Input from program administrators and faculty for information on problems, needs, assets, and environment of the program


Input from program students to gather information on problems, needs, assets, and environment of the program


Review of other HRD programs to determine the top-tiered programs in HRD


Comparison of program's focus and course offerings with the identified top-tiered programs


Review of literature in HRD to determine current trends and issues on which HRD master's programs should be focused


Review of existing program end-of-course evaluations


Input from program staff and administration to gather information on program activities and processes



Input from current students to assess perceptions of program impact


Interview with faculty to assess perceptions of program impact


Review of student GPAs


Review of retention figures and progress toward degree completion


Input from current students as to program effectiveness


Input from program faculty and administration about program aspects that should be maintained, changed or removed


Input from current students about program aspects that should be maintained, changed, or removed


Analysis of budget and spending


Review of the evaluation to determine what aspects of the program can be used in establishing and/or improving other online degree programs


Table 3. Resulting elements of the evaluation plan

Evaluation Element

CIPP Aspect Addressed

Review of existing program documentation including end-of-course evaluations, student GPAs, retention figures, progress toward degree completion, and budget

context, process, effectiveness, sustainability

Review of the literature and top-tiered programs in HRD and comparison with program under evaluation in regard to course offerings and focus


Interviews with program faculty focused on eliciting information about problems, needs, assets, environment, and impact of the online program.

context, impact

Interviews with program administrators about problems, needs, assets, environment, program activities and processes, aspects of the program that should be maintained, changed, and removed

context, process, sustainability

Survey of current students about problems, needs, assets, environment, perceptions of program impact and effectiveness, and aspects of the program that should be maintained, changed, and removed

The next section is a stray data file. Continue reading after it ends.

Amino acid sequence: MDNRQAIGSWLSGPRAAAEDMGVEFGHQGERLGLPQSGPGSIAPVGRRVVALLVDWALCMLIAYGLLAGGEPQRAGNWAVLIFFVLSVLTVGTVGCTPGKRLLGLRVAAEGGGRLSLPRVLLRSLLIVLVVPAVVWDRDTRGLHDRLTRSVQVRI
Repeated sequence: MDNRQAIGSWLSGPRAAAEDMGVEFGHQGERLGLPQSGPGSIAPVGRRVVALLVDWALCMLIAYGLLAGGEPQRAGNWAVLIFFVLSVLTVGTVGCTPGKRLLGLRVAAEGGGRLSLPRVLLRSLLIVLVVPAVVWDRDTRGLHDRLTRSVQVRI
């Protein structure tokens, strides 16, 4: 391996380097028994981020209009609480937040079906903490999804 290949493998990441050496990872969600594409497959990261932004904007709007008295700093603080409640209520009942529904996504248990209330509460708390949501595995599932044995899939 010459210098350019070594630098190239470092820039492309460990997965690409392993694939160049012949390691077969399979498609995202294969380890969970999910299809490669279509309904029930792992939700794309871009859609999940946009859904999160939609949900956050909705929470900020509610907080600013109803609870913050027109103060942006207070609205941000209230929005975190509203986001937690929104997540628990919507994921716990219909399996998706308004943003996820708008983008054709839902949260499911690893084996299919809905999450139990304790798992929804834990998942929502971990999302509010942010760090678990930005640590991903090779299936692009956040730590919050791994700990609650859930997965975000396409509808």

context, impact, effectiveness, sustainability

Review of the evaluation for best practices and suggestions for future online program implementation



Extant data

         Extant data collection could begin immediately using this evaluation plan.  Specific metrics will likely vary from program to program depending upon what is usable and accessible.  Table 4 shows a list of metrics that were deemed to be both relevant and accessible for this program.

Table 4. Extant Data Metrics

No. of intents to enroll per cycle

No. of completed applications per cycle

No. of admitted students per cycle

No. of new enrolling students in courses per cycle

No. of students dropping from program per cycle

GPAs of students in cohorts

Admissions test scores

Undergraduate GPA

End of course student evaluations

Program Costs

Program Revenue

Student survey

         Because students are a mobile population, with new students coming into the program and older ones leaving, the initial instrument developed for this evaluation was the student survey.  The 24 IHEP benchmarks from Table 1 were reviewed and a list compiled of only those items that students could assess.  This resulted in a list of 21 items.  Similar to the IHEP study, the items were formatted into questions using a Likert-type scale.  Respondents were required to rate both the importance of each item and the extent to which the item was present in their degree program.  An additional ten demographic and open-ended questions were added to collect degree-specific information and to capture thoughts not obtained though the ratings.  The final list of 31 questions was reviewed by a panel of program faculty to assure face-validity.  This review resulted in the rewording of two questions.  The final list of items is shown in Table 5.  The survey was put on-line and tested with a group of 5 graduate students who had previously been enrolled in online courses, but were not members of the sample.

Data analysis of the student survey involved comparing the average ratings of each question from our respondents to the averages for each question from the IHEP study.  T-tests were used to perform this analysis.  Items found to be significantly different from the IHEP averages were addressed, specifically those items that were both significantly different and lower in average.  Using this method also allowed the evaluator to look at each item not only in terms of its quality rating, but also in terms of its significance to the program.  For example, items that are rated low in quality and low in importance are less critical than items rated low in quality and high in importance.

Table 5.  Student Survey Items

Q1 My interaction with my instructors is facilitated through a variety of ways.

Q2 - My interaction with other students is facilitated through a variety of ways.

Q3 - Feedback about my assignments and questions is provided in a timely manner.

Q4 - Feedback is provided to me in a manner that is constructive and non-threatening.

Q5 - I am provided with supplemental course information that outlines course objectives, concepts, and ideas.

Q6 - Specific expectations are set for me with respect to the amount of time per week I should spend for study and homework assignments.

Q7 The instructors grade and return assignments within a reasonable time period.